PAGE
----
Lyndsey Fry said she’s a “nut” when it comes to eating healthy. But over Thanksgiving, Fry, one of 23 women competing for 21 spots on Team USA for the Sochi 2014 Olympic Winter Games, took a break not only from hockey but also from counting calories.
“Well, I’m a pretty big believer that sometimes when it comes to food, as far as the negative affects of eating badly for a day or two, I think the positive mental affects outweigh the negative healthy affects,” Fry said Tuesday, after she returned from her Thanksgiving holiday in Arizona. “I enjoyed my Thanksgiving. I definitely went for an extra plate or two.
“I didn’t track [calories] when I was home; I just made smart choices. Now I’m back to tracking it.”
The 21-year-old Harvard University student estimated that she burns close to 800 to 900 calories in a two-hour practice with the U.S. Olympic Women’s Team, which is training in Bedford, Mass., just outside Boston.
“It depends on the drills we’re doing and how much standing around,” she said. “It’s a lot of calories, and if you add an off-ice workout during the day you definitely burn a lot more.”
She said she takes in about 2,400 calories a day, not counting Thanksgiving of course.
“I could probably eat more and be fine, but I am still trying to very slowly lean out,” she said. “It’s been a long process over the years. I probably eat less than some of my teammates, but not to the point where I’m under eating.”
That mentality obviously went out the door during Thanksgiving dinner at her aunt’s house.
“I never used to be a stuffing kid,” she said when asked about her favorite sides. “I did not enjoy stuffing until now.”
But Fry, who also knows her way around a kitchen, said she didn’t totally pig out on Thanksgiving. She said she made an upside down pumpkin pie for Thanksgiving with more healthy ingredients than traditional pumpkin pie.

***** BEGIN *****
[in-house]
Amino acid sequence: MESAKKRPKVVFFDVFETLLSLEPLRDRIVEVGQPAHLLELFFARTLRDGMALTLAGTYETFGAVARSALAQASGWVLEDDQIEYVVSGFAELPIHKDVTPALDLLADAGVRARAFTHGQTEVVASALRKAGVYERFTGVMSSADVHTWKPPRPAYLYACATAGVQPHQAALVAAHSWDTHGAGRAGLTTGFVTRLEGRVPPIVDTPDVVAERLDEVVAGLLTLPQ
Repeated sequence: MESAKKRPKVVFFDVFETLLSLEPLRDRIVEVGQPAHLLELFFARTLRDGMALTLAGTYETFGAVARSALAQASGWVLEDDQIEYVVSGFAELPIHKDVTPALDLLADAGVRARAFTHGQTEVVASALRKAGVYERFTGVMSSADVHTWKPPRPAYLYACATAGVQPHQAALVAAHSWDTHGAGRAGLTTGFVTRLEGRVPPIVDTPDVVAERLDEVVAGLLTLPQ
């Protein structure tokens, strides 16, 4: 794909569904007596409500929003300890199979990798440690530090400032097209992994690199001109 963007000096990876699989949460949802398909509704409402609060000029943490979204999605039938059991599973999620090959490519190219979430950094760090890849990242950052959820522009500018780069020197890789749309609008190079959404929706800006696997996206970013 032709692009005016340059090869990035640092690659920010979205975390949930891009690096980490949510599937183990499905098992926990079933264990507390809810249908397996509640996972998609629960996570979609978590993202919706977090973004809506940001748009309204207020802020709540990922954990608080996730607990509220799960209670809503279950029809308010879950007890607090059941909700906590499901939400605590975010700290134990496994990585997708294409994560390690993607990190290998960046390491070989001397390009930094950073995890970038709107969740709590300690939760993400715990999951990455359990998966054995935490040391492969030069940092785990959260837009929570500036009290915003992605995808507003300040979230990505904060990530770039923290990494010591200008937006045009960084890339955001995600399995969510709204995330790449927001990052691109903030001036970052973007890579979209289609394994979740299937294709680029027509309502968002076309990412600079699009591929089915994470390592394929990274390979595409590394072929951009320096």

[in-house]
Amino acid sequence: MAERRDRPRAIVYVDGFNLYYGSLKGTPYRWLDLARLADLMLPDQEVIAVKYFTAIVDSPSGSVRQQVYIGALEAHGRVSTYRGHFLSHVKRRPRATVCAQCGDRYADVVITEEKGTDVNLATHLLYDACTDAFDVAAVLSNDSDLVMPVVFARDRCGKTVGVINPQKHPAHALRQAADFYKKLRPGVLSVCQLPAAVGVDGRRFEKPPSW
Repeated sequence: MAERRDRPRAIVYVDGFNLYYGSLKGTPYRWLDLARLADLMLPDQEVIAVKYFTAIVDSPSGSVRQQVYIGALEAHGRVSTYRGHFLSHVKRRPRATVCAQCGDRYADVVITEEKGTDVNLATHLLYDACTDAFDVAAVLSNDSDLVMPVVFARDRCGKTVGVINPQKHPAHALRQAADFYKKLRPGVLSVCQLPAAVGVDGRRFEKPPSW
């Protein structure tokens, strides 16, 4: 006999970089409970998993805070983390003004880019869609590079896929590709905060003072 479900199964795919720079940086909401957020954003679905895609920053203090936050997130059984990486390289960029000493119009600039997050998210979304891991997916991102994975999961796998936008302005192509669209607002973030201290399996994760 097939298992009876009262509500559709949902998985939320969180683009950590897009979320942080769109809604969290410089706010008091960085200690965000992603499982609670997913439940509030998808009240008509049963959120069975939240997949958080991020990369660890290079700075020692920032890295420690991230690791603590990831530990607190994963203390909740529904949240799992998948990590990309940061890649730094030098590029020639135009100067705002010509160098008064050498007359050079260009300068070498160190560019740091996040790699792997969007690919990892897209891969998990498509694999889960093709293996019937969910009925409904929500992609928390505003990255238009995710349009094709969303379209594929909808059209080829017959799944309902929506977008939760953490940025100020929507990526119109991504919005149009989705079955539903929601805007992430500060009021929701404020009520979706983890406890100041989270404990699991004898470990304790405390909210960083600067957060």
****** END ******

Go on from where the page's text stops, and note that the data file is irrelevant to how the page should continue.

“I baked it myself, and instead of crust I used low fat gram crackers on top,” she said. “I made that. That was pretty good.”
She also made a breakfast hash while she was home and a spaghetti squash.
Fry said she heeded her coaches’ advice before the team broke up for the holiday break.
“When we left they said enjoy your break, but don’t forget this is a job,” Fry said. “When you take that mentality, I’m not going to sit on my butt eating turkey and ice cream at home. I’m going to make smart choices, and I’m sure most of us did.”
Fry didn’t bring her hockey gear home, but ice skating was mostly out of the question anyhow since she spent the long weekend in Arizona. Along with teammate Megan Bozek — who also spent the weekend in Arizona at her brother’s house — Fry believes she spent the weekend in the warmest climate of anyone on the team.
Going from the cold Massachusetts climate to Arizona and then back to the cold again made the team’s first practice after Thanksgiving a bit difficult on Fry’s lungs.
“My lungs were burning because I didn’t have any cold air in my lungs,” she said. “It was 65 [degrees] at home.”
Otherwise, she said she felt refreshed after the break, especially since they had two weeks of hard practice going into Thanksgiving.
“I think it was really good mentally and physically having a break,” she said. “I’m not sore from yesterday. I feel pretty good. I think the break was definitely needed.”
Especially since practices will only get more intense as the team inches closer to cutting the roster down to the 21 players that will go to the Winter Games. That roster will be announced during the 2014 Bridgestone NHL Winter Classic in Detroit on Jan. 1.
If Fry makes the team, it would not only be the realization of her own childhood dream, but it would also fulfill a teenage pledge she made with her best friend and teammate, Liz Turgeon, who was killed in a car crash in 2010 near Albuquerque, N.M.
“It would be absolutely incredible for so many reasons,” said Fry, who is featured on the cover of USA Hockey Magazine this month holding Turgeon’s jersey. “There’s been a big focus lately with me and the story with Liz and the promise we had and that absolutely holds true.
“But it’s not just for her. It’s for my family and everyone who ever supported me. My Harvard friends, kids growing up, so many people. If I can take all that to the Olympics, that would be the greatest feeling in the world. It would be the ultimate way for me to give back to everyone who’s played a role in my life.”
Story from Red Line Editorial, Inc.
As we enter the 2015-16 registration season for officials, I want to give an update of what changes to expect this season.
The Officials Section has been busy since the 2015 Winter Meeting, working on implementing the registration changes that were discussed and voted on by the district referees-in-chief, along with refining the testing and online seminar programs.
For 2015-16, there will be an informational video available before an official registers with USA Hockey outlining the requirements and commitment that an individual will need to fulfill in order to complete their registration.